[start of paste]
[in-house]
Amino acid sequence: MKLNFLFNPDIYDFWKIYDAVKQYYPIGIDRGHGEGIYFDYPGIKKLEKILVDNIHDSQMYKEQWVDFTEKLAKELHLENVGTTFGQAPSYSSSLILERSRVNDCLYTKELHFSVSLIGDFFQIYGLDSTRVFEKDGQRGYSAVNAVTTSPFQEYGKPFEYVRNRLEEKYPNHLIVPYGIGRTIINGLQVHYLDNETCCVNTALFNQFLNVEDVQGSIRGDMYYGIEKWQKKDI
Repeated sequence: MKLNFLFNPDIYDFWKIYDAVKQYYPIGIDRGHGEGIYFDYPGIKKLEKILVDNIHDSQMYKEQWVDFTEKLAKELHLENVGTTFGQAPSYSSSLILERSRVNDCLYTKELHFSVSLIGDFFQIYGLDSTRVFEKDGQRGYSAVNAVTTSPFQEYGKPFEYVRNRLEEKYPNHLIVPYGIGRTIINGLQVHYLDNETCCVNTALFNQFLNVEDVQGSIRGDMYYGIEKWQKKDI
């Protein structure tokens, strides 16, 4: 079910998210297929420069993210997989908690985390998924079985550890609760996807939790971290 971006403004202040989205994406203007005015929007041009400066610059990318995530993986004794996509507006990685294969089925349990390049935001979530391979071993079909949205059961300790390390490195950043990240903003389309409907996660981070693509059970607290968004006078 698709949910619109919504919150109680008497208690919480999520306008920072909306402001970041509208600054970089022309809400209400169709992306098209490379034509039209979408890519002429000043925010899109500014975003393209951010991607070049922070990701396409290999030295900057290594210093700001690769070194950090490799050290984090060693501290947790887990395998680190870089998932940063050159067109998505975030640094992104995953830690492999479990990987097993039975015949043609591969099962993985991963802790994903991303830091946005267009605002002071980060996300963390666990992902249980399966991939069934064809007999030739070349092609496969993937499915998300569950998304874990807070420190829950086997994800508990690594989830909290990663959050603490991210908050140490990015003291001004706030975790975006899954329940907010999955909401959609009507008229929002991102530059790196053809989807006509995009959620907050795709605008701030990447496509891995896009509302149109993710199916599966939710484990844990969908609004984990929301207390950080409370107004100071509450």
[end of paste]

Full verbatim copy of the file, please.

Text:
[in-house]
Amino acid sequence: MKLNFLFNPDIYDFWKIYDAVKQYYPIGIDRGHGEGIYFDYPGIKKLEKILVDNIHDSQMYKEQWVDFTEKLAKELHLENVGTTFGQAPSYSSSLILERSRVNDCLYTKELHFSVSLIGDFFQIYGLDSTRVFEKDGQRGYSAVNAVTTSPFQEYGKPFEYVRNRLEEKYPNHLIVPYGIGRTIINGLQVHYLDNETCCVNTALFNQFLNVEDVQGSIRGDMYYGIEKWQKKDI
Repeated sequence: MKLNFLFNPDIYDFWKIYDAVKQYYPIGIDRGHGEGIYFDYPGIKKLEKILVDNIHDSQMYKEQWVDFTEKLAKELHLENVGTTFGQAPSYSSSLILERSRVNDCLYTKELHFSVSLIGDFFQIYGLDSTRVFEKDGQRGYSAVNAVTTSPFQEYGKPFEYVRNRLEEKYPNHLIVPYGIGRTIINGLQVHYLDNETCCVNTALFNQFLNVEDVQGSIRGDMYYGIEKWQKKDI
């Protein structure tokens, strides 16, 4: 079910998210297929420069993210997989908690985390998924079985550890609760996807939790971290 971006403004202040989205994406203007005015929007041009400066610059990318995530993986004794996509507006990685294969089925349990390049935001979530391979071993079909949205059961300790390390490195950043990240903003389309409907996660981070693509059970607290968004006078 698709949910619109919504919150109680008497208690919480999520306008920072909306402001970041509208600054970089022309809400209400169709992306098209490379034509039209979408890519002429000043925010899109500014975003393209951010991607070049922070990701396409290999030295900057290594210093700001690769070194950090490799050290984090060693501290947790887990395998680190870089998932940063050159067109998505975030640094992104995953830690492999479990990987097993039975015949043609591969099962993985991963802790994903991303830091946005267009605002002071980060996300963390666990992902249980399966991939069934064809007999030739070349092609496969993937499915998300569950998304874990807070420190829950086997994800508990690594989830909290990663959050603490991210908050140490990015003291001004706030975790975006899954329940907010999955909401959609009507008229929002991102530059790196053809989807006509995009959620907050795709605008701030990447496509891995896009509302149109993710199916599966939710484990844990969908609004984990929301207390950080409370107004100071509450």